Nov 29, 2005

the simple things

Blueprint for retirement - save money, invest, have a bundle of money at age 65. This is a widely understood process. We know we need to put away some part of our paycheck and we know we need to invest those savings in some vehicle that grows. We're probably also aware of the next level of granularity around this process; things like asset allocation, diversification, etc. Even if not entirely understood, we've had this sort of information pounded into our heads over the years.

What's not clear is how much of this know-how has been converted to action. I know average savings are 0% of income right now. Not good. How about investing? Probably not good. I say this because I've just completed the utterly arduous process of consolidating assets (cash accounts, broker accounts, IRA accounts) into a single 'location' and setting up a process to have those assets administered professionally. I'm lucky in that this is done for me free of charge. Even with that incentive it's utterly painful. Without that help it would be worse. I'd need to spend a huge amount of time actually investigating specific processes to implement these ideas and then another huge amount of time implementing them. And to be honest what motivated me wasn't that it's the right thing to do. I did it because the alternative was more arduous. Basically my trades are tracked because of my job and I need signoff from a compliance committee for every trade. Every trade is therefore a headache of paperwork. Professional administration removes my need for signoff. Any way you cut it, the 'do-it-yourself' investing movement over the last decade has made sound money management easier but not easy.

Take just one aspect of management - asset allocation. What exactly is the right allocation? I've seen lots of pie charts outlining different strategies (often at odds with one another). First off, what exactly is the right set of asset classes to allocate against? There are a lot of dimensions - geographical, market cap, valuation/growth, volatility, bonds/stocks, etc. If I see an allocation that doesn't include geography, for example, does that mean I can invest 100% in U.S. assets? Add to this the fact that I had assets over a number of areas (even more before consolidating) - options, ESPP plans, real estate, 401Ks, etc. How do I make sure I'm including all these assets into my allocation decisions. More importantly how does real estate fit into all of this for the average person since a lot of wealth is tied up in that vehicle? How do I allocate against that asset?

And then when do I reallocate? I could reallocate every day since my percentages change daily. That will create a nightmare tax and trading cost situation. How about once per year? Surely there is some implementable right answer to this question. Lastly how important is allocation? In other words should I spend energy focusing on this or not given my time/energy constraints? What opportunity cost is represented by not allocating correctly?

I've learned a couple things through this process:
  1. While most people are concerned about these decisions they have neither the time nor the energy to do most of these activities or do them correctly. I know I didn't until recently. Yea I had money saved and invested into securities but it wasn't allocated, there was too much cash lying around, and it wasn't diversified on any metric. It was only a new child, free financial advisory/trading services, and a compliance headache that caused me to get on it.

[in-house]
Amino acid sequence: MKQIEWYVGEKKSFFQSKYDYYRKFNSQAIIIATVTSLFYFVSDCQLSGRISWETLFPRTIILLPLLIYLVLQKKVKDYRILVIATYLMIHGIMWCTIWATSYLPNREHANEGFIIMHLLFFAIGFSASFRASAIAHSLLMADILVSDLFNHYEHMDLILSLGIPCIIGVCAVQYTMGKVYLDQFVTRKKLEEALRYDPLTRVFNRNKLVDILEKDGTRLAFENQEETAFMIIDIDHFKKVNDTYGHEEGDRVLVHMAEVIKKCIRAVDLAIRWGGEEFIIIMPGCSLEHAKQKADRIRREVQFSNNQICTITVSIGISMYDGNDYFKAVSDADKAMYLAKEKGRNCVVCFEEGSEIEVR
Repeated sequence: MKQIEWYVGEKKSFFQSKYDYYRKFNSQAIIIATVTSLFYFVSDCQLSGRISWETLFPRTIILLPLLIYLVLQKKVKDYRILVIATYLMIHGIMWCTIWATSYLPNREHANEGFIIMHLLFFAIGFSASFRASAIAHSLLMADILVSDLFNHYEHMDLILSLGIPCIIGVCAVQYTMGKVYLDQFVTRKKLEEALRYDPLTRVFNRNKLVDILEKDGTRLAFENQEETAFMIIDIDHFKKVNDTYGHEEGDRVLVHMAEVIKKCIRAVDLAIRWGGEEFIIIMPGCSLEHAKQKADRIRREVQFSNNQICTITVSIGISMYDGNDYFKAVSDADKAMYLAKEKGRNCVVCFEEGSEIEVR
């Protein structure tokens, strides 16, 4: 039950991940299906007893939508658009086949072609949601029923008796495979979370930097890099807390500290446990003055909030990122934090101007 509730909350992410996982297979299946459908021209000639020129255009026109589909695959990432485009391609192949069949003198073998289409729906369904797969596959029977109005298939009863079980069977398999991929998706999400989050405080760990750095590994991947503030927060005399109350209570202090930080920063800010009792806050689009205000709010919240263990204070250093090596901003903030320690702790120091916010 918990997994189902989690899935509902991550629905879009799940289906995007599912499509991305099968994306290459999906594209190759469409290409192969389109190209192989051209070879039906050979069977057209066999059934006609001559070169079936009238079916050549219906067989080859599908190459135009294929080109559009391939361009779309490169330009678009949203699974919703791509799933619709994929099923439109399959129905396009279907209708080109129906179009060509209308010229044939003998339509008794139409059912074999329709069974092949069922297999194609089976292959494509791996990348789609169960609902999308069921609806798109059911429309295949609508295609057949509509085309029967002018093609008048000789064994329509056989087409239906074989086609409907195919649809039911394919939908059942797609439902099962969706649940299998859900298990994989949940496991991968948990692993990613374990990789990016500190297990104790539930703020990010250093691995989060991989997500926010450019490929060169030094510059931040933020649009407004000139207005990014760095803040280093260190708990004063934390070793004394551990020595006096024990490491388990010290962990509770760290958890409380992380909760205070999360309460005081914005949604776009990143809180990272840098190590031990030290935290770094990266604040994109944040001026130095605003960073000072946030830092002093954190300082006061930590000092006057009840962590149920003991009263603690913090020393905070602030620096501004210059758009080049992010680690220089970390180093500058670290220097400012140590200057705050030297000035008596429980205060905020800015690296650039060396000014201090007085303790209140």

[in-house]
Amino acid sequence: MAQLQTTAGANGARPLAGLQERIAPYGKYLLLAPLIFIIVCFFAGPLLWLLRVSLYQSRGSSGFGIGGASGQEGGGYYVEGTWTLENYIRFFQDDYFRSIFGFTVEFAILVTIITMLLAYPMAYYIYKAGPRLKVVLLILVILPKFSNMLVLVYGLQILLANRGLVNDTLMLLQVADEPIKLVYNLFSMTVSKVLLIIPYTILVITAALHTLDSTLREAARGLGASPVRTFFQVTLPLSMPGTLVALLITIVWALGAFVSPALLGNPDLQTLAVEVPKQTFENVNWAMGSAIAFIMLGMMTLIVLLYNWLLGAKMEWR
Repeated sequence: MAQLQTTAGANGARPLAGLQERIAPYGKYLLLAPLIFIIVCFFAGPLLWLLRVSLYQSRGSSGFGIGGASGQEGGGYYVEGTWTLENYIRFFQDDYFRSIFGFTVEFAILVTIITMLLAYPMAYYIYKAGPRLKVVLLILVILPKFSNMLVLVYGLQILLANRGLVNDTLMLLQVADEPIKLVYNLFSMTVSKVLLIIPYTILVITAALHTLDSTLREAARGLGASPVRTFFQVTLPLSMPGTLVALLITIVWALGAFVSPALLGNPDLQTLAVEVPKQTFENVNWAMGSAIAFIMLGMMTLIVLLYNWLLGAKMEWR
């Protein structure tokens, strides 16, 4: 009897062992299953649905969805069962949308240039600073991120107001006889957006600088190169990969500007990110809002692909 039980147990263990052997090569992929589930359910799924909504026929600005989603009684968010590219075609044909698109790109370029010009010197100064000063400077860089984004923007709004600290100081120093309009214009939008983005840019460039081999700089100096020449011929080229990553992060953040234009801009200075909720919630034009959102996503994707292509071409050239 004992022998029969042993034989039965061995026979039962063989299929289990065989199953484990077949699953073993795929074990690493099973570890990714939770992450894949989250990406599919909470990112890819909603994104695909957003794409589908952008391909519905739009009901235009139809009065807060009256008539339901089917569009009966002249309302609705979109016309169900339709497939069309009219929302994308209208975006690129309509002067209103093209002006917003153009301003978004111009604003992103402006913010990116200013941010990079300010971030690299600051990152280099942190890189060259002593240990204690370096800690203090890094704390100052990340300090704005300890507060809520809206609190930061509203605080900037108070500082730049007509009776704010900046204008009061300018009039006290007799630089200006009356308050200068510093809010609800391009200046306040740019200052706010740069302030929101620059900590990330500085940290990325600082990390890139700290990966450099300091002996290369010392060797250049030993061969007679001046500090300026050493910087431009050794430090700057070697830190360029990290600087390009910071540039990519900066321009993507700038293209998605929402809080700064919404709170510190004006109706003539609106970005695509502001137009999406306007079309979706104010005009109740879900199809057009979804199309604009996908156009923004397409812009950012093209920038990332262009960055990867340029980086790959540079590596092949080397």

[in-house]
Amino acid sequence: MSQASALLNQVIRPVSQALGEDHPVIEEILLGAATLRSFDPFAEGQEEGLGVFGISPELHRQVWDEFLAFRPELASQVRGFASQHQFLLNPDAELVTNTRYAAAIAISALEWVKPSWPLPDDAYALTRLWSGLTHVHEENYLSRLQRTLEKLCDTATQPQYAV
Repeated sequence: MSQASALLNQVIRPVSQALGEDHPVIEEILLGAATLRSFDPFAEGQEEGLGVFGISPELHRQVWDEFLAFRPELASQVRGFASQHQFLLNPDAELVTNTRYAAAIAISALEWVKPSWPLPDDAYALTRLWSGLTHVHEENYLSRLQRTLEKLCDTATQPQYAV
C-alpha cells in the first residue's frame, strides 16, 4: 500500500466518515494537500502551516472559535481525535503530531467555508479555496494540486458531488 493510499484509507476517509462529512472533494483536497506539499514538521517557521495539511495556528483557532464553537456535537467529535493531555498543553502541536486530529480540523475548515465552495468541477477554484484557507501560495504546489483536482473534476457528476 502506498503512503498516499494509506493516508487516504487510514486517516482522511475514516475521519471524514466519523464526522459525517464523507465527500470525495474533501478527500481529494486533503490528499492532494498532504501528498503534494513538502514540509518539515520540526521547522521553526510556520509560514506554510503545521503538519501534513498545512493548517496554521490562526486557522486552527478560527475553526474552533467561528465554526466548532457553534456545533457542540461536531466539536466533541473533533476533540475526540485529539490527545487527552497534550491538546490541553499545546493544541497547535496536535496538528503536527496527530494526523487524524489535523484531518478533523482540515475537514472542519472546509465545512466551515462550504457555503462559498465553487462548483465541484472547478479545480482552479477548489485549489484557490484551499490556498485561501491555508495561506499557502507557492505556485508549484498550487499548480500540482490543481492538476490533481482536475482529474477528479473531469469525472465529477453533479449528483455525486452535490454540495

2. The energy and time spent on this overall process is probably not spent in the most efficient areas. If you trade stocks I'm sure more energy is spent on when/if to buy/sell Google than what is your true asset allocation at this moment. Do you spend more time looking at historical returns on your 401K options or just contributing a little bit to each fund, but ignoring rebalancing and understanding how your allocation pans out? I know I thought along those lines until now. Ultimately I think things like proper diversification, allocation and rebalancing, incorporating tax implications, and systematic investment of new cash assets is where the bulk of returns are gained versus picking that one killer stock that plays out once and a while or scoring the right set of 401K funds. Rebalancing after I did some back of the envelope calcuations seems like a huge and completely ignored aspect of money management for the individual investor.

As much as the 'do-it-yourself' movement has appealing overtones and as much as financial advisors are doing, in many cases, almost programatic activities, I think their value is that they actually do these simple things. They just happen to be expensive or unavailable to the average person.

I see our clients every once and a while. While many came into a large amount of cash due to external events, most aren't big cash generators from their jobs. They are just more systematic about saving money and investing it wisely. They are ruthless about it. Or at least ruthless about making us do some of these activities for them. While I think our firm has shown great stock picking ability, it's probably the account managers who manage client portfolios that add more value at the end of the day. Analysts provide headlines for marketing materials and account managers actually deliver value.

Now I just have to get moving on creating a will.

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